By Rep. Doris Matsui (D-Calif.), Opinion Contributor
As a country, we are struggling to address what has become a tragic opioid epidemic gripping the nation. Our community health care providers are on the front lines of this crisis. While hospitals and clinics work tirelessly to both prevent and treat substance use disorder, they are simultaneously fending off constant threats of budget cuts and sabotage by the Trump administration. The possibility of Republicans cutting billions of dollars from the Medicaid program hovers over our safety net providers, threatening their ability to serve patients with behavioral health care needs.
One, perhaps lesser known, example of this health care sabotage has come in the form of attacks on the 340B Drug Discount program. Safety net providers rely on this vital program to serve their communities, including those suffering from substance use disorder.
Congress created the 340B Program in 1992 to increase the capacity of health-care providers to serve more patients and improve care. It requires drug manufacturers to sell discounted medications to safety net providers, including hospitals and clinics that serve low-income and vulnerable populations. Participants in the program include children’s hospitals, HIV/AIDS treatment centers, opioid addiction clinics, hemophilia treatment centers and other hospitals and clinics serving their communities. Because the 340B program is reliant on private drug companies offering discounts, there is no cost to taxpayers.
Recent attacks on 340B are often veiled as efforts to “reform” the program because of its growth. That is misleading. In fact, because beneficiaries of the 340B Program have demonstrated success in expanding care to their communities, Congress purposefully broadened the program’s eligibility in 2010. So-called reforms are really just disguised attempts to scale back the program.
Critics also claim that the 340B Program is not transparent. That’s not based in reality. Hospitals and clinics that participate in 340B already comply with a variety of extensive reporting requirements, and are subject to periodic audits to ensure compliance with the program. Furthermore, it can be difficult to calculate exact savings in the program because of the lack of transparency around drug prices.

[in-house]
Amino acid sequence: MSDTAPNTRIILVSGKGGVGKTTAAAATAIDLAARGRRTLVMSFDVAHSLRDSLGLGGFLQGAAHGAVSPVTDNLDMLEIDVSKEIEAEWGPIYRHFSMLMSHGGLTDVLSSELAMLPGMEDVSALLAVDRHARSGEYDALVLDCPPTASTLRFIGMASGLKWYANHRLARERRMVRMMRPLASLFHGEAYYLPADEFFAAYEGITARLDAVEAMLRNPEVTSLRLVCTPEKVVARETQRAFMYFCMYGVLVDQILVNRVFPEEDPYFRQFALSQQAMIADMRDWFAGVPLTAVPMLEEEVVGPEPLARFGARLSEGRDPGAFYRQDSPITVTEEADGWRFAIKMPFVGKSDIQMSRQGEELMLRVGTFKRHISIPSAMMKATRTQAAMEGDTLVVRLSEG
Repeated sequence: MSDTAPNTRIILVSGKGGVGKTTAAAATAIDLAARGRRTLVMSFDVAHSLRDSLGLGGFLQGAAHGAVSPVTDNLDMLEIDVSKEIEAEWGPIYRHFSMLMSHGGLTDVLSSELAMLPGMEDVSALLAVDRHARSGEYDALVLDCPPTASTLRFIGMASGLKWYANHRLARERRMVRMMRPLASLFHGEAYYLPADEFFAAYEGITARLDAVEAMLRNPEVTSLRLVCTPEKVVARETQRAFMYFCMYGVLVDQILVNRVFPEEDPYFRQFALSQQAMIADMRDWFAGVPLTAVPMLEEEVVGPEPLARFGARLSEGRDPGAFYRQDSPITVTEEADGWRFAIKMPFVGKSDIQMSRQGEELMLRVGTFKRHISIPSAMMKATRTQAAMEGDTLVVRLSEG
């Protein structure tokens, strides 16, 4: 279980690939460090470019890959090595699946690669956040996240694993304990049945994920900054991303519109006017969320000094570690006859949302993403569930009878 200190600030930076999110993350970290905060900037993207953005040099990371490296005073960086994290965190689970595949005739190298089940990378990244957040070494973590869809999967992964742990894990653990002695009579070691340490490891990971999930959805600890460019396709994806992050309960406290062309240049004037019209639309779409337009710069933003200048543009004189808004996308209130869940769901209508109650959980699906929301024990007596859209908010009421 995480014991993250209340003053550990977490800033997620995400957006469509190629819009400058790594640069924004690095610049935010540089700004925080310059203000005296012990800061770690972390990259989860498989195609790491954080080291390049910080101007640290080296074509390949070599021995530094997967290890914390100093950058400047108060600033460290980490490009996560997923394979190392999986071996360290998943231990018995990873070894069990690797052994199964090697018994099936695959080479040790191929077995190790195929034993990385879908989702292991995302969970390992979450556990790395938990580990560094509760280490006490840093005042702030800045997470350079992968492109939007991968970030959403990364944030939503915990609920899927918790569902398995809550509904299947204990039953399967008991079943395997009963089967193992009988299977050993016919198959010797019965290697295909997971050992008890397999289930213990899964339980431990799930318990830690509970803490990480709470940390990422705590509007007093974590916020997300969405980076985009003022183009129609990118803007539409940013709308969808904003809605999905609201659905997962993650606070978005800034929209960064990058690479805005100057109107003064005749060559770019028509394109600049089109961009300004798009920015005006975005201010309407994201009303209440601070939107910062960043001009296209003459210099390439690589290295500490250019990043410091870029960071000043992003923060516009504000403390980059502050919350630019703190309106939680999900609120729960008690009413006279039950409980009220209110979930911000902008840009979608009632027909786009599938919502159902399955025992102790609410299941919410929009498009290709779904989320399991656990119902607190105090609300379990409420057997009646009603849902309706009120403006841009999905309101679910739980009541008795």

The benefits of this program are clear. Clinics in my district of Sacramento have shared story upon story with me about how this program has helped them serve their patients. It’s important to note that the 340B Program was intentionally created to be flexible so that covered entities could use savings to benefit the community in the most impactful ways. Additional onerous reporting requirements would limit their flexibility to do so.
We should not be devaluing a program that, in addition to helping treat patients with substance use disorder, is also serving a wide array of other health care needs in our communities. That’s why I’ve recently introduced H.R. 6071, the Stretching Entity Resources for Vulnerable (SERV) Communities Act. The bill expands the program to further support behavioral health care, making it possible for grantees of the Substance Abuse and Mental Health Services Administration (SAMHSA) to participate. The SERV Communities Act also improves program integrity by requiring more manufacturer transparency and mandates that the Health Resources and Services Administration (HRSA) publish a ceiling price website so that covered entities can in fact calculate and better report their savings. And, H.R. 6071 clarifies the original intent of the 340B Program: to enhance the ability of hospitals and clinics to provide a comprehensive set of services to vulnerable patients in their communities. As we consider ways we can further advance our health-care system and address the opioid epidemic, the mission behind the 340B Program is something we should all be able to rally around.
Matsui serves on the Energy and Commerce Health Subcommittee.
Via the Hill